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Croatia tops Denmark on penalties to move to World Cup quarterfinals

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A furious start devolved into a sporadic chess match that required penalties to make the difference, and it seemed penalties would be required to decide the match. Then Croatia had its moment. Then Denmark snuffed it out. Then Croatia was celebrating anyways.

A wild, roller coaster of emotions sandwiched 100 minutes of forgettable play as Croatia and Denmark draw 1-1, and Croatia goes through in the exciting penalty shootout 3-2. Luka Modric had a penalty saved by Kasper Schmeichel in the 117th minute in what certainly appeared to be the potentially winning moment, but the Real Madrid midfielder came back to score his spot-kick in the shootout on the way to victory.

The match got off to a beautifully sloppy start, and it resulted in a pair of absurd goals. First, it was Denmark to benefit from a stroke of luck as a long throw caused a scramble in the box and Mathias Jorgensen scuffed shot inexplicably found its way through the legs of three different defenders and trickled over the line off the fingertips of Danijel Subasic who will have expected to do better.

[ MORE: Latest 2018 World Cup news ]

Three minutes later, Croatia was level as a beautiful bit of play on the wing saw Ante Rebic threat Ivan Rakitic through on the right edge of the box. The Barcelona midfielder saw his cross cleared, but the boot by Henrik Dalsgaard crashed into the face of Andreas Christensen and fell right in the lap of Mario Mandzukic who finished calmly on the turn.

The game settled slightly with Croatia controlling the majority of possession. Ivan Perisic has a free-kick from a dangerous area in the 12th minute but couldn’t get it past the wall. Mandzukic shouted for a penalty after going down in the box on 20 minutes, but nothing was given and VAR concurred.

Croatia continued to be the more dangerous side, with Perisic flubbing a major chance just before the half-hour mark. The Inter Milan attacker drove his half-volley straight into the ground, and with the ball bouncing straight back to him, he skied the second attempt well over.

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Denmark’s best chance of the second half came in the 71st minute as Yussuf Poulsen cut into the right edge of the box and found Nicolai Jorgensen in space but his shot was weak and directly at Subosic who collected easily. The game quieted significantly down the stretch run of regulation, with the only looks on net for either an Ivan Rakitic shot from distance that skidded just wide left and a Braithwaite volley that also just missed.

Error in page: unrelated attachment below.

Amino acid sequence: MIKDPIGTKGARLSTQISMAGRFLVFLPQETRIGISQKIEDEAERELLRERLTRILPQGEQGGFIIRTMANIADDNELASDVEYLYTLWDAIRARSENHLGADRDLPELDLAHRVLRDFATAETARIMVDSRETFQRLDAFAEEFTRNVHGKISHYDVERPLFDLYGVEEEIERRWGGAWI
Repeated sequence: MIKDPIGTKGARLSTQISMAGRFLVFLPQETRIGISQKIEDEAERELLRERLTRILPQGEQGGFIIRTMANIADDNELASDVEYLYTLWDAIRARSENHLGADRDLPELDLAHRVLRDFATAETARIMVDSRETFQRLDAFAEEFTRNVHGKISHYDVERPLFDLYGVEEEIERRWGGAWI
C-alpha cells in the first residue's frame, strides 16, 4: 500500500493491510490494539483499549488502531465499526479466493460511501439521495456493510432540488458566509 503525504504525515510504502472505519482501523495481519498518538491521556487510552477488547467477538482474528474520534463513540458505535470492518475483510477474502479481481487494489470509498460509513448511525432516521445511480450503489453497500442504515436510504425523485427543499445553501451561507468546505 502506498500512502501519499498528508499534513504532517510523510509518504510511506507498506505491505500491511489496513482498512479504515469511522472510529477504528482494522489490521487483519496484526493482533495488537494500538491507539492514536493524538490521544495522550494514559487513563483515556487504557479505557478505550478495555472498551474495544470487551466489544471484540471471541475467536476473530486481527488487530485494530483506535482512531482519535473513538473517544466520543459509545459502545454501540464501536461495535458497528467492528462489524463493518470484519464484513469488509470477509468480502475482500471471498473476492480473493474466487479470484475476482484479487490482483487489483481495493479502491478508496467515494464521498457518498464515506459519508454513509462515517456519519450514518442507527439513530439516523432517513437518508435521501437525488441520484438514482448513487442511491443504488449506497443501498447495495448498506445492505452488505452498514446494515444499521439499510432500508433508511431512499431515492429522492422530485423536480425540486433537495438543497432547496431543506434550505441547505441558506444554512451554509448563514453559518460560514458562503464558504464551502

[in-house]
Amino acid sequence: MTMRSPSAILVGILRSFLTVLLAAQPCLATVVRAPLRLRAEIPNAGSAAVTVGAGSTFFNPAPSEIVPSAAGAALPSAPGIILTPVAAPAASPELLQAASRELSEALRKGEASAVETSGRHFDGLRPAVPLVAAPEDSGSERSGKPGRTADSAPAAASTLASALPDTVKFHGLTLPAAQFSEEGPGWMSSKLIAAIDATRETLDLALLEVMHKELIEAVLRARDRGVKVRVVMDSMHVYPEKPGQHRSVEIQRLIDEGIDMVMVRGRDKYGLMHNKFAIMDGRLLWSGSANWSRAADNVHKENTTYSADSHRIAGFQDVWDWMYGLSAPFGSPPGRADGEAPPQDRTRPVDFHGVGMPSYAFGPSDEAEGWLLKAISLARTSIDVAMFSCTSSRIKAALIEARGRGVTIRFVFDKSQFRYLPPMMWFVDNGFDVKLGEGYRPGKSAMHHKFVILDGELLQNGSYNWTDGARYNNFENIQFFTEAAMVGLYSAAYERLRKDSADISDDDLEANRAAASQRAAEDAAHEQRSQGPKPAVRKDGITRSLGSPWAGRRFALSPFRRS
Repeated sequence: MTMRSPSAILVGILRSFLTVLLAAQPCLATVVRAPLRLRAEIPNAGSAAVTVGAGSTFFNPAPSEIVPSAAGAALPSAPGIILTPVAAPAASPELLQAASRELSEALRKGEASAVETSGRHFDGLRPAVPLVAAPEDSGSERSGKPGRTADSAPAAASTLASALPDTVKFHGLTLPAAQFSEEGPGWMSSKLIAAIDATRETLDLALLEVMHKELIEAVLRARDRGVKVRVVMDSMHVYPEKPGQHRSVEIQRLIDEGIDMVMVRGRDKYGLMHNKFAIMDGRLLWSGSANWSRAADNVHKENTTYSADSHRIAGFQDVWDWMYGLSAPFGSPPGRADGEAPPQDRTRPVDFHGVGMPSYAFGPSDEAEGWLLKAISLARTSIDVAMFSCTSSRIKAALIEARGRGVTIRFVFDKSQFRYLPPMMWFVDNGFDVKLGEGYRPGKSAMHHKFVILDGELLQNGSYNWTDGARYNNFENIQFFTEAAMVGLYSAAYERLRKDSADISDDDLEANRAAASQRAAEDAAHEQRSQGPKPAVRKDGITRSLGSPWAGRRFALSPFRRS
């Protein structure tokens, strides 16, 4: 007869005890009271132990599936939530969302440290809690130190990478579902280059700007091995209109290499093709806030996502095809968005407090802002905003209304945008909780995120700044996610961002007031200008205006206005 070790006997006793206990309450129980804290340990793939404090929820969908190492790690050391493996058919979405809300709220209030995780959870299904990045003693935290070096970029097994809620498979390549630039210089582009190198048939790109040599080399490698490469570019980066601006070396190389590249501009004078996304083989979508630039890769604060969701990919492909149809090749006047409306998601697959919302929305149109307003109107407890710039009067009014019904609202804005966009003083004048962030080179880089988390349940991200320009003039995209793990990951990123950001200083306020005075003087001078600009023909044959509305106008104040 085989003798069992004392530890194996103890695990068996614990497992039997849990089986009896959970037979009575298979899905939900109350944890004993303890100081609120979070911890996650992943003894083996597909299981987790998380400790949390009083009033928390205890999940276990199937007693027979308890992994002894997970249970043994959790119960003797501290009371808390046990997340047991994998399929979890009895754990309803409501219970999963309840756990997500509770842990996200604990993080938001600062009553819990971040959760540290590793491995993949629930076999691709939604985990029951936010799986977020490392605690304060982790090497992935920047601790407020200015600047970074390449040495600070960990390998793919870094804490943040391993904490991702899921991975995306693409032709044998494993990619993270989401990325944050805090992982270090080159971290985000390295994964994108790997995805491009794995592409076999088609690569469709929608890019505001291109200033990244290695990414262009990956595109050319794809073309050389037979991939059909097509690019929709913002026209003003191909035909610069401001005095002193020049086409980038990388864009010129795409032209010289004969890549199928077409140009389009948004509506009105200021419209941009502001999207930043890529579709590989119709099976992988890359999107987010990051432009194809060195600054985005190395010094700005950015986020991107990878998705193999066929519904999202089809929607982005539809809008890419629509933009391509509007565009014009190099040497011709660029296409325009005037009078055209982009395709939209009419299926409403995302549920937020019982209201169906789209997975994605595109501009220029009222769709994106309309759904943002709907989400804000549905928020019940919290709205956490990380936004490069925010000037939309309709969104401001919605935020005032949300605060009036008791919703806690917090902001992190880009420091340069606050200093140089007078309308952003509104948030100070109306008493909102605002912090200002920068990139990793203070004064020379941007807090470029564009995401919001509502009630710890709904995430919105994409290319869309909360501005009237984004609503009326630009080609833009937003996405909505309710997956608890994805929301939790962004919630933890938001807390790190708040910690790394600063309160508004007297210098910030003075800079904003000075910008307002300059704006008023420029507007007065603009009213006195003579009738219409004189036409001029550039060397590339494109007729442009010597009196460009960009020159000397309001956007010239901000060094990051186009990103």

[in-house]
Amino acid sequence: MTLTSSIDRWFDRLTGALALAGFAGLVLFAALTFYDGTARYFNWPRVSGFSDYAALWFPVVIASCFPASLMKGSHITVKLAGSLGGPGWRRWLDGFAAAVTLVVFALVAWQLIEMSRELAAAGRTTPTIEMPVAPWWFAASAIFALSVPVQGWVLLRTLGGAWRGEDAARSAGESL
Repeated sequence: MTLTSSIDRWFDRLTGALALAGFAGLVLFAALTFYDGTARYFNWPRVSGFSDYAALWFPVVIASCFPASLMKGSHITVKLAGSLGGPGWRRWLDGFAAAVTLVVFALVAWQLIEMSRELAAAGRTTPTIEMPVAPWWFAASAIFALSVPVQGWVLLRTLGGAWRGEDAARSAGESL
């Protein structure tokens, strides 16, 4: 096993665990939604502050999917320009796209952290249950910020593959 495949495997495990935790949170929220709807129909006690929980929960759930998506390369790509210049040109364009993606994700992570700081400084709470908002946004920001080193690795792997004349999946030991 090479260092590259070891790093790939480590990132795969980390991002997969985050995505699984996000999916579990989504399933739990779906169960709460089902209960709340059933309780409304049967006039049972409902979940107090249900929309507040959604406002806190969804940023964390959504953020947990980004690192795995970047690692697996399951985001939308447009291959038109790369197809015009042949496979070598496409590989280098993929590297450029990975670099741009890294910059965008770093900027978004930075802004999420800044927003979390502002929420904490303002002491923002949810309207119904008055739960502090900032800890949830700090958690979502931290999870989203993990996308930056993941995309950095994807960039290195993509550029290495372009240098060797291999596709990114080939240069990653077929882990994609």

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The game progressed to extra time, and Denmark took over as the more dangerous side, but still couldn’t put anything significant together. Then, the moment came where Croatia seemed to have the game by the scruff of the neck. Modric fed a brilliant through-ball to Ante Rebic, and through on goal he’s taken down by the last man Zanka as he rounded Schmeichel. That drew a penalty, although only a yellow card was shown to the Danish defender thanks to the new double-jeopardy rule.

With Croatia on the doorstep of the quarterfinals in the 117th minute, Schmeichel stepped up and saved Modric’s weak penalty, and the game would go to a shootout. Both goalkeepers were fantastic in the penalty shootout, saving a combined five attempts – the first time in World Cup history a penalty shootout featured five saves – but Subasic picked up a kick-save of Jorgensen’s penalty in the final round, and Rakitic scored the decider to put Croatia through.

Court date for USWNT’s law suit versus U.S. Soccer delayed

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A court case that has dragged U.S. Soccer’s administration through the mud and led to a change of leadership may drag into the summer.

[ VIDEO: Premier League highlights ] 

A judge in California has delayed the May 5 trial of gender discrimination against the USSF until June 16 due in part to the coronavirus pandemic. A pretrial conference was also moved to June 1.

The federation is being sued by members of the two-time reigning World Cup champion USWNT under the Equal Pay Act.

The women are requesting more than $66 million in damages.

The extra month gives both parties more time to reach a settlement which could keep this ugly case away from trial. Given the uncertainty in our world, it could of course be delayed again.

The USSF has a new CEO in Will Wilson, who can make a major statement of change by stopping the trial from reaching court.

Handicapping the Final Four of Premier League March Madness

Premier League March Madness
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Our Premier League March Madness results have been as topsy-turvy as the 2019/20 on-field campaign before coronavirus halted it last month.

Yes, the runaway No. 1 seed is alive, but the second, third, fourth, and fifth seeds have been expelled from the tournament within the first two rounds.

Voting in the semifinal round begins Thursday.

[ RESULTS: March Madness Round of 16 ]